Somehow, for reasons that surely aren’t worth what you’re currently putting yourself through, you’re still awake.

It’s been a full day and a half of keeping your eyes open, and you’re about to lose your best chance of saving yourself.

In a 2007 study, Matthew Walker and a team of scientists at Berkeley and Harvard studied 24 healthy individuals who hadn’t slept for 35 hours. In each person, they found their amygdala – believed to be where emotions are processed in the brain – had become far more reactive to negative stimuli, along with a “loss of top-down, prefrontal control”. The apparent upshot of all this: you become more depressive and judgmental, you take things a lot harder, and you lose your ability to put how you’re feeling into the wider context of what you know to be true.

Any decisions you make at this point are severely irrational.

That’s why you decide to stay up a while longer.

Hour 48

Ahhh. You feel like you’re in a better place now. The sun is shining, you’re surrounded by friends, life is good. And is that a human-sized rabbit waving at you over there?

Yes, you’re hallucinating. Even with their superb levels of fitness and body control, endurance athletes frequently see things that aren’t there. Take the experience of ultrarunner Steve Pero on the route of Colorado’s Hardrock 100 endurance run in 2013:

“There were the row houses lining the final miles of the Bear Creek Trail. Even in the middle of the night, families were out barbecuing on their decks, laughing and having a good time.

After the houses, he encountered a camper who had rudely set up his tent in the middle of the trail. A few yards later, Pero spotted hundreds of 1970s-style transistor radios, each hand-painted with pictographs of human faces and leaping animals.

Bizarre, absurd … and entirely nonexistent.”

You’re losing your grip on reality – and heading towards a condition resembling acute psychosis. 

Along with this loss of conscious control is something even more alarming. Until now, throughout your whole life, your body has been working on your behalf, every second of every day, in such a staggeringly complex way that if you had to think about it, your conscious mind wouldn’t know where to start. Thankfully it’s all done automatically – because that’s the deal we make with our bodies. We give them the fuel and conditions they require to keep working, and they do that hard work for us.

But now you’ve successfully withheld one of your body’s most basic needs, it’s collapsing into anarchy.

You’re now at increased risk of death from a multitude of conditions because your brain’s control of those autonomous processes is going awry – and that message hasn’t reached your conscious brain yet. You’re becoming increasingly hypometabolic, a common feature of neurodegenerative diseases, where your body is increasingly unable to manage your energy intake – and dysautonomia is kicking in, sending certain automatic nervous system processes into energy-burning overdrive. It’s a disastrous combo.

Beyond this point, life gets very difficult indeed. 

Spare a thought for the sufferers of Fatal Familial Insomnia (FFI), a terribly cruel hereditary prion disease that attacks the part of the brain containing the thalamus and hypothalamus, which regulate the body’s metabolic processes, including its sleep cycles. The average survival time for FFI is 18 months – and there is no known cure.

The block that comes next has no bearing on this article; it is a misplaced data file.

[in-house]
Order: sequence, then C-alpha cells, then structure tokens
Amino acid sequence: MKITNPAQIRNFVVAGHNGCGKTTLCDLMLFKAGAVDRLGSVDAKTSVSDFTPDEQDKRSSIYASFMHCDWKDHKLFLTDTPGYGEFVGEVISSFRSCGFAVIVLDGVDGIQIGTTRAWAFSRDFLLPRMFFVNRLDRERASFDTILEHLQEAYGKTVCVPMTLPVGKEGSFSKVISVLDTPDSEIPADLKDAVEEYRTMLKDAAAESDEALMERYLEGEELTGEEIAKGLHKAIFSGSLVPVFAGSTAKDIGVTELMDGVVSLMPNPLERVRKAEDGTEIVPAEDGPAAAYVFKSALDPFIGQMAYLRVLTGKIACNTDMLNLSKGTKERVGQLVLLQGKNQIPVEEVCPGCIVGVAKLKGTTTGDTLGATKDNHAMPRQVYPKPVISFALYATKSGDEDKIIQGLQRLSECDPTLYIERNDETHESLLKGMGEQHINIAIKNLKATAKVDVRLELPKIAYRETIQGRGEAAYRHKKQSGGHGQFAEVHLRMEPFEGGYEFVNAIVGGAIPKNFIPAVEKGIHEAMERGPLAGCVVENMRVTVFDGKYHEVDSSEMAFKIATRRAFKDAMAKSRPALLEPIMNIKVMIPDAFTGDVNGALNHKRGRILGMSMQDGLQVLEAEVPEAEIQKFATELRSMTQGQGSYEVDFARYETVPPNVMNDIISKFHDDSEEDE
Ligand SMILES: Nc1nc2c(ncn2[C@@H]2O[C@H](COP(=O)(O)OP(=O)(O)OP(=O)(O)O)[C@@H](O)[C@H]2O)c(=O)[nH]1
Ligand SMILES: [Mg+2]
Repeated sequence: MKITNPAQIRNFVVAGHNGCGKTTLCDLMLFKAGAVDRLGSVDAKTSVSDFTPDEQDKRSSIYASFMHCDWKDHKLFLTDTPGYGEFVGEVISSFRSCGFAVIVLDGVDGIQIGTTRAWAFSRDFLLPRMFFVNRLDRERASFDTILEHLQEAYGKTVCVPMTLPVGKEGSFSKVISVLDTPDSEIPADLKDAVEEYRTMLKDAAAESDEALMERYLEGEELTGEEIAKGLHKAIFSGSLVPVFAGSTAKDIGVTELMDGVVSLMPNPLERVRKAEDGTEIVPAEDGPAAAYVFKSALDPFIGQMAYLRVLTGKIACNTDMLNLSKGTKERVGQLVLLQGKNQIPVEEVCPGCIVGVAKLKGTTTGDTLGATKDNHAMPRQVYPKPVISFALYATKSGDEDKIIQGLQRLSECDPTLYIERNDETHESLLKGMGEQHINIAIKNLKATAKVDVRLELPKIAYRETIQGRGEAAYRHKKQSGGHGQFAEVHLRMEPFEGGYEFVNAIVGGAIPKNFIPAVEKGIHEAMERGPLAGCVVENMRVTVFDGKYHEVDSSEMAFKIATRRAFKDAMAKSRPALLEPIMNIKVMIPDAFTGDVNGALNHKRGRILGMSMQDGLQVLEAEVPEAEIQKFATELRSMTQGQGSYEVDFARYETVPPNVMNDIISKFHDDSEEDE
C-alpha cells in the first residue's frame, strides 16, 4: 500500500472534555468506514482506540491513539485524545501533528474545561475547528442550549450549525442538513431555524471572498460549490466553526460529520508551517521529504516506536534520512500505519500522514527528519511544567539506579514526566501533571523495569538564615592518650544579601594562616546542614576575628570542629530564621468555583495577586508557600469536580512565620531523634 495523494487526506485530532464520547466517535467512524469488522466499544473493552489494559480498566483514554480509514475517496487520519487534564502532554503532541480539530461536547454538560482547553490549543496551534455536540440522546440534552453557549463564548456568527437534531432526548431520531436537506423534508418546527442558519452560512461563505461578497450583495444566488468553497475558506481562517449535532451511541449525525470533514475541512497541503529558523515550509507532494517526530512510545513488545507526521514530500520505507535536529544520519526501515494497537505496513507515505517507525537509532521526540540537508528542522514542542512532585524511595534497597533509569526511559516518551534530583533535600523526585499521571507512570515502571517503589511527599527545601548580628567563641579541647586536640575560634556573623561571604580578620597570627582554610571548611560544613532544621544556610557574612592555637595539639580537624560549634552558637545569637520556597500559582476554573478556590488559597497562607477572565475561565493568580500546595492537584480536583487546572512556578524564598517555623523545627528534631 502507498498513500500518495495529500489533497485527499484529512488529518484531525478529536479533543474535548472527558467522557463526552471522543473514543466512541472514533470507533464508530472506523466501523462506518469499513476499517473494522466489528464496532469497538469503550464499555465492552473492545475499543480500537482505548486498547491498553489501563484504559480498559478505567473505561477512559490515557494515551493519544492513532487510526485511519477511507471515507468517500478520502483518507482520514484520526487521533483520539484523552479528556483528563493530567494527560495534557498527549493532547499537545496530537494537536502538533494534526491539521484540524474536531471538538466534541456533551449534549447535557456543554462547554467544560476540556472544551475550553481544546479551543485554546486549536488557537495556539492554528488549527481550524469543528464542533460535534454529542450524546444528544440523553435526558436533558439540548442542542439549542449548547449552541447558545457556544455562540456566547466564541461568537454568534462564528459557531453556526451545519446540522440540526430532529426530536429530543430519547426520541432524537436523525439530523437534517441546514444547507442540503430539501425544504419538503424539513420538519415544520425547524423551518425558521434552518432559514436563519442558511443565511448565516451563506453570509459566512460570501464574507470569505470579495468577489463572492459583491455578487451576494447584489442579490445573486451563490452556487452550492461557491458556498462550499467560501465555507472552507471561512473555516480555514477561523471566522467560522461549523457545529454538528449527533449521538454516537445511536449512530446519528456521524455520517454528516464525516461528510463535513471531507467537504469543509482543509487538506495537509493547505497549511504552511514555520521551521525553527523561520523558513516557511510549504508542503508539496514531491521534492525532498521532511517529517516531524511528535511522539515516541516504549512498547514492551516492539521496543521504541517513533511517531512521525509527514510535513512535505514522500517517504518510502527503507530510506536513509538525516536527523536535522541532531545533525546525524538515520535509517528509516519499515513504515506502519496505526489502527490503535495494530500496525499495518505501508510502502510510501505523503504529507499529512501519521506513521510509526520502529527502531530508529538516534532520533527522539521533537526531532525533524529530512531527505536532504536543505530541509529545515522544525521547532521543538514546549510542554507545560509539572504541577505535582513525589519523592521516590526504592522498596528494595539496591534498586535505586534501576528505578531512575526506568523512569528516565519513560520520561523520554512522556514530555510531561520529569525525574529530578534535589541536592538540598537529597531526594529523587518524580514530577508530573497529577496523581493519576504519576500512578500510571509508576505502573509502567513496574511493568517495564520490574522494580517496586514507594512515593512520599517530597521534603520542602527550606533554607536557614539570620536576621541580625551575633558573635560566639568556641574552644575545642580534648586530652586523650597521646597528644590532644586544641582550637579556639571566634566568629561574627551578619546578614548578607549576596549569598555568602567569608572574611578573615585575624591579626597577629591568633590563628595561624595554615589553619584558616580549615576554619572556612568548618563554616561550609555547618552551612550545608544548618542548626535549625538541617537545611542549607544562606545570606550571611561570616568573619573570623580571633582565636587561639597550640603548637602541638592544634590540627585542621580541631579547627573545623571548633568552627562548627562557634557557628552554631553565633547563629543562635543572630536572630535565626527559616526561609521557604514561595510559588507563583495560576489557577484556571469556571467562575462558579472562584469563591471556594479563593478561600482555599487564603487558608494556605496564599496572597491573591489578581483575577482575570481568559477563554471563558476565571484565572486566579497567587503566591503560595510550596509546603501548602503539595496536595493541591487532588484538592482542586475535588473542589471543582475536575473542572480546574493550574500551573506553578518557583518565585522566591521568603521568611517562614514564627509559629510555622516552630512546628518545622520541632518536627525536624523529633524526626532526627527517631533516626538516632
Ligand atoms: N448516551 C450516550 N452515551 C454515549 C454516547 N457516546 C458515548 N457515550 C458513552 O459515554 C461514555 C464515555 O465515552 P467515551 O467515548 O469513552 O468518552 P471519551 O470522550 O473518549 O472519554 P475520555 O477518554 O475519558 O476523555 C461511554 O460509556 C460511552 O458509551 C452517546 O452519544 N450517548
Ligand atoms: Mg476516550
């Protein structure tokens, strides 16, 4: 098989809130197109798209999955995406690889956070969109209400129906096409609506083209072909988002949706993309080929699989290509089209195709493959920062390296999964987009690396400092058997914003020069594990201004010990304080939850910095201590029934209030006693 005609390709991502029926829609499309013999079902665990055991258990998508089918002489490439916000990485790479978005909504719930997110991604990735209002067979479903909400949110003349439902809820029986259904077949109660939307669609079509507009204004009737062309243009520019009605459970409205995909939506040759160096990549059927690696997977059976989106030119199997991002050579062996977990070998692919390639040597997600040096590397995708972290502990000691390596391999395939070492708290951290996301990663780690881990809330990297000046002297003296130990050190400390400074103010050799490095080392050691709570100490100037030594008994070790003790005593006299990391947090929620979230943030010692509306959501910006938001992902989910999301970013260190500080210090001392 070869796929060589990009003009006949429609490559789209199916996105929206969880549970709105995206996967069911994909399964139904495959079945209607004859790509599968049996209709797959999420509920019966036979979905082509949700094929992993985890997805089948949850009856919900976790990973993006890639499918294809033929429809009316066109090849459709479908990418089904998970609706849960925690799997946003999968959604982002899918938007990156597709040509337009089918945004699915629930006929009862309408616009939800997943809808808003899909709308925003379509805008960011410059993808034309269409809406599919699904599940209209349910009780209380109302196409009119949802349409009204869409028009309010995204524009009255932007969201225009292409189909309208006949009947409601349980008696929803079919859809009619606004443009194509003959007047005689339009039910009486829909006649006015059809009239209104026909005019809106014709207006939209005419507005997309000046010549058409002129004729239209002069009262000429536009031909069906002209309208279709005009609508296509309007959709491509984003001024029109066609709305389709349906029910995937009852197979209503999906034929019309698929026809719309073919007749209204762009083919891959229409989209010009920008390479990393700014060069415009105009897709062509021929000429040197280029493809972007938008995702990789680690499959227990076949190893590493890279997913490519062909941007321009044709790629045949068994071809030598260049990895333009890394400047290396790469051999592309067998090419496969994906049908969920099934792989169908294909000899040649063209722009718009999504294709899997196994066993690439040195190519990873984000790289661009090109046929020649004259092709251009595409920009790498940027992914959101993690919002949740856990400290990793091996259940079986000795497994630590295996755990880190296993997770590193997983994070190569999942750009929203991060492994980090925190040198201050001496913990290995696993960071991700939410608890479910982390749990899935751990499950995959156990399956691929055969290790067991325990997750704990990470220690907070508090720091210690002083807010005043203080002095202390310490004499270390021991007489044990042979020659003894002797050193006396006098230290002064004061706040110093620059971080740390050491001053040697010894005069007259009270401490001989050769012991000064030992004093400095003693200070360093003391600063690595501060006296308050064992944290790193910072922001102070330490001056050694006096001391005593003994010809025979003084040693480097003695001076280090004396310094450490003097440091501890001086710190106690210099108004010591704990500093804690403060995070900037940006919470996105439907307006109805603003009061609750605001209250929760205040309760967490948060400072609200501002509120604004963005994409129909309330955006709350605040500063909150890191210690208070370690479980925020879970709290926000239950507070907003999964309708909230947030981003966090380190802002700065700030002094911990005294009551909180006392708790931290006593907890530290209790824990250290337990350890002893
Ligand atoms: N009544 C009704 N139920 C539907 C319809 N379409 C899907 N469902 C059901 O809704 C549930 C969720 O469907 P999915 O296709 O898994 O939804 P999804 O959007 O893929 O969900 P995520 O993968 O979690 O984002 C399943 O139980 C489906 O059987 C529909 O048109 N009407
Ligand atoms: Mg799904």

And as for you? Incapable of making the right call and hallucinating wildly, you’re stumbling forward into the death zone of sleeplessness. Now it’s a gruesome race between your dimming consciousness making a fatal judgement call and your body seizing up completely – and the finish-line can’t be far away.

Lights out, friend.

How To Sleep Better

A recent survey suggests the COVID-19 lockdown has more than half of the population of the UK struggling to sleep – so this is a seriously timely issue right now.

If you’re feeling reassured that you’ll never be daft enough to stay up for two or more days straight, you should bear in mind that accumulated sleep debt is almost as catastrophic for your health in the longterm – and act accordingly.

You can find a wealth of advice on sleeping from medical experts by doing a Google Search. (I’d suggest starting with the UK NHS’s page on it.) 

But here are two methods I can recommend from personal experience.

  1. Microdose On Melatonin

My friend Jodi has a superb article on managing the sleep disorder known as jet lag using microdoses of melatonin supplements, with links aplently, so I’d suggest starting your reading there. 

My own experience: due to a stressful few years with family stuff, I was suffering with enough insomnia to accumulate a crippling sleep debt, so I tried melatonin, bought over the counter in Spain.

Within a week I’d upped my nightly sleep hours from five to seven, with a deeper, better-feeling quality of sleep every night. 

  1. Sleep Outdoors 

In 2017, severely sleep-disturbed Outside editor Erin Berger set herself a challenge:

“Surely, sleeping outside for seven days straight, even if I still had to go to work and couldn’t spend all my waking hours in nature, would get my melatonin spiking at the right times. And if it didn’t, so what—winter had just ended and I really missed camping. My only rule was that I had to sleep in nature every single day.”

A week later:

“My experiment was less than scientific, but I do feel like I gleaned some very real benefits simply by letting sunrise and sunset determine my waking hours: the forced bedtime helped me fall asleep sooner, and the 360 degrees of sunlight and the cawing of the ravens every morning were hard to ignore. By the end of the week, I felt consistently tired whenever I chose to go to bed, and consistently more awake when it was time to start the day, and coffee no longer felt like a mandate. (I still drink it—this isn’t magic.)”

The longest I’ve slept outside is 5 days in a row – but even 2 or 3 days is long enough to feel the benefits (as long as you’re comfortable, so if you’re camping or bivvy bagging, always bring an inflatable mat!). If you can manage once or even twice a week (Friday and Saturday nights?) that’d probably work nicely.

If you let natural light guide you and stay away from your glowing gadgets after dark – and if you’ve grown accustomed to the modern-day weirdness of not being indoors – then you should be in for a terrific night’s sleep.

References:

Images: Doğukan Şahin and Jimmy Conover on Unsplash